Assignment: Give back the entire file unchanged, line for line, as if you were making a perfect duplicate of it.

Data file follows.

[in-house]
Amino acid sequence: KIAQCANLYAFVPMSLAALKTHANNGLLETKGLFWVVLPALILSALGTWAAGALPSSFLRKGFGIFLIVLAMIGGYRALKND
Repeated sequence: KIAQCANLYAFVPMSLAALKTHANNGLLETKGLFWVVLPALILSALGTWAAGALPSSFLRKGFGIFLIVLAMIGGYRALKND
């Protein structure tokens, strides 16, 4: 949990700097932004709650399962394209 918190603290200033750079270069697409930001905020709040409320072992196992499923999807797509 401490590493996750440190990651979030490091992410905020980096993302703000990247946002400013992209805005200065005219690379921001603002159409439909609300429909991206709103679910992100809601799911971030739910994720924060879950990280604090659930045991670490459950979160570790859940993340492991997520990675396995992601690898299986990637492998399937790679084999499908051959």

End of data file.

[in-house]
Amino acid sequence: KIAQCANLYAFVPMSLAALKTHANNGLLETKGLFWVVLPALILSALGTWAAGALPSSFLRKGFGIFLIVLAMIGGYRALKND
Repeated sequence: KIAQCANLYAFVPMSLAALKTHANNGLLETKGLFWVVLPALILSALGTWAAGALPSSFLRKGFGIFLIVLAMIGGYRALKND
């Protein structure tokens, strides 16, 4: 949990700097932004709650399962394209 918190603290200033750079270069697409930001905020709040409320072992196992499923999807797509 401490590493996750440190990651979030490091992410905020980096993302703000990247946002400013992209805005200065005219690379921001603002159409439909609300429909991206709103679910992100809601799911971030739910994720924060879950990280604090659930045991670490459950979160570790859940993340492991997520990675396995992601690898299986990637492998399937790679084999499908051959």